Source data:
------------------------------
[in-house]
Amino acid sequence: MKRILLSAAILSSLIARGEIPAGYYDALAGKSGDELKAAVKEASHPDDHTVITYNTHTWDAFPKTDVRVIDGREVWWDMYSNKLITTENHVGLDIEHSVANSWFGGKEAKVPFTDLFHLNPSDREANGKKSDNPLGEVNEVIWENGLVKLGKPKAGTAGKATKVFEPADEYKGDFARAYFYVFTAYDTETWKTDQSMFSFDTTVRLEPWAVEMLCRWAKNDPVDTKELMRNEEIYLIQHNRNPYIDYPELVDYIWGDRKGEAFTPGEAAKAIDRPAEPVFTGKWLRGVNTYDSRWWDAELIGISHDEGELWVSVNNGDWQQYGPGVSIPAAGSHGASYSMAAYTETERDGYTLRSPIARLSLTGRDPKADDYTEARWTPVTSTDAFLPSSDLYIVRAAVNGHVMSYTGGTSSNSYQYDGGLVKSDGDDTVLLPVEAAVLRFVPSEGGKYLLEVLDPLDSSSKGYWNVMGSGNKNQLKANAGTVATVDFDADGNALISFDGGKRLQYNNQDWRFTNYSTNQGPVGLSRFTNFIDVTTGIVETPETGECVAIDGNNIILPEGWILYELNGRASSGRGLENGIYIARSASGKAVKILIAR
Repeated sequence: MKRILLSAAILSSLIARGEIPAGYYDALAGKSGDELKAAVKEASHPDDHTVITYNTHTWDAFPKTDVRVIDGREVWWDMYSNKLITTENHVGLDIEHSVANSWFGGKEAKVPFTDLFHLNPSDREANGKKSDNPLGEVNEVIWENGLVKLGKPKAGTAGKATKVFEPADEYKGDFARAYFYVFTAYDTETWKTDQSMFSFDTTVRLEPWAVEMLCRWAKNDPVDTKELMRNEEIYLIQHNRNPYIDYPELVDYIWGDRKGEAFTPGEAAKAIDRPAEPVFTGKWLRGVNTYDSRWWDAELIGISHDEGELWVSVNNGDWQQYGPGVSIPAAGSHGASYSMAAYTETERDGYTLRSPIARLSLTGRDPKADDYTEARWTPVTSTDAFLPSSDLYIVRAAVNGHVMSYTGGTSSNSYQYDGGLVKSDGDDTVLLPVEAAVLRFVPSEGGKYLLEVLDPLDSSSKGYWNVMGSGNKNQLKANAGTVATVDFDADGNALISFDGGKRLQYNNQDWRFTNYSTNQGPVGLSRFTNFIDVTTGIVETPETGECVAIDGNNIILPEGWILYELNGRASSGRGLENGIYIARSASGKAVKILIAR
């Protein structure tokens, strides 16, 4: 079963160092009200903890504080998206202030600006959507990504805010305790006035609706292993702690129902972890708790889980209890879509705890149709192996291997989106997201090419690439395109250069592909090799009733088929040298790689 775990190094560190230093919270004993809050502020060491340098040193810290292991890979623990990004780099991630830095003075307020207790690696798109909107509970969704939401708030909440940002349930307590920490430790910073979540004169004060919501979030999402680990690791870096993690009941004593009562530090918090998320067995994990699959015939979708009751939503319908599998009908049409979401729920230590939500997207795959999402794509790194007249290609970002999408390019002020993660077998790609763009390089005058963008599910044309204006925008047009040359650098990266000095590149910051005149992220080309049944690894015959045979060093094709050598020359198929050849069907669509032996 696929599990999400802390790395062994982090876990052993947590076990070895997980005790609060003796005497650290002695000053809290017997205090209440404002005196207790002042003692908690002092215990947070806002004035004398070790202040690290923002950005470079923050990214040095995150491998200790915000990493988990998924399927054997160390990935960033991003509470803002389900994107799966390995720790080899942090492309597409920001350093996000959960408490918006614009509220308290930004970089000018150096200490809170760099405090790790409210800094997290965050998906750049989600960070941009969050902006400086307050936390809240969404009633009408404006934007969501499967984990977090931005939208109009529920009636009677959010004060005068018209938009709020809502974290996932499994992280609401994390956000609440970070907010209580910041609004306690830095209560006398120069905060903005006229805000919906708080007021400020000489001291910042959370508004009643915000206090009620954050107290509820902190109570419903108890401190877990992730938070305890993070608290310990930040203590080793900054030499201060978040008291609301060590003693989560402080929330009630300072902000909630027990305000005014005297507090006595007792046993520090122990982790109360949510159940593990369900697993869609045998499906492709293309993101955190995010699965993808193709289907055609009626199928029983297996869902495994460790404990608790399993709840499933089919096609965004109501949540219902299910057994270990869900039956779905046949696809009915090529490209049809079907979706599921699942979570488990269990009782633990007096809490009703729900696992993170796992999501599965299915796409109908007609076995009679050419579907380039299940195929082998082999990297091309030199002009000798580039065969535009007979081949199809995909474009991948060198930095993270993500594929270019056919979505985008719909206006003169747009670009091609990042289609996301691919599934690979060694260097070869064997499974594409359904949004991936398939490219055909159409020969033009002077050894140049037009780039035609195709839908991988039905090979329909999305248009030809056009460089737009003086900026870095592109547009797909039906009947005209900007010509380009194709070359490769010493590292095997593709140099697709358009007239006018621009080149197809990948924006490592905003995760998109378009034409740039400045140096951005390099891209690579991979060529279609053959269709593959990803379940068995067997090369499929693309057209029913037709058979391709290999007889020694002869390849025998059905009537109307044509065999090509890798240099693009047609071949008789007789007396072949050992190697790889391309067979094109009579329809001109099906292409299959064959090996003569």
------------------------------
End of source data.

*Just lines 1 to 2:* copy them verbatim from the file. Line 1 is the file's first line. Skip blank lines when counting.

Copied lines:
[in-house]
Amino acid sequence: MKRILLSAAILSSLIARGEIPAGYYDALAGKSGDELKAAVKEASHPDDHTVITYNTHTWDAFPKTDVRVIDGREVWWDMYSNKLITTENHVGLDIEHSVANSWFGGKEAKVPFTDLFHLNPSDREANGKKSDNPLGEVNEVIWENGLVKLGKPKAGTAGKATKVFEPADEYKGDFARAYFYVFTAYDTETWKTDQSMFSFDTTVRLEPWAVEMLCRWAKNDPVDTKELMRNEEIYLIQHNRNPYIDYPELVDYIWGDRKGEAFTPGEAAKAIDRPAEPVFTGKWLRGVNTYDSRWWDAELIGISHDEGELWVSVNNGDWQQYGPGVSIPAAGSHGASYSMAAYTETERDGYTLRSPIARLSLTGRDPKADDYTEARWTPVTSTDAFLPSSDLYIVRAAVNGHVMSYTGGTSSNSYQYDGGLVKSDGDDTVLLPVEAAVLRFVPSEGGKYLLEVLDPLDSSSKGYWNVMGSGNKNQLKANAGTVATVDFDADGNALISFDGGKRLQYNNQDWRFTNYSTNQGPVGLSRFTNFIDVTTGIVETPETGECVAIDGNNIILPEGWILYELNGRASSGRGLENGIYIARSASGKAVKILIAR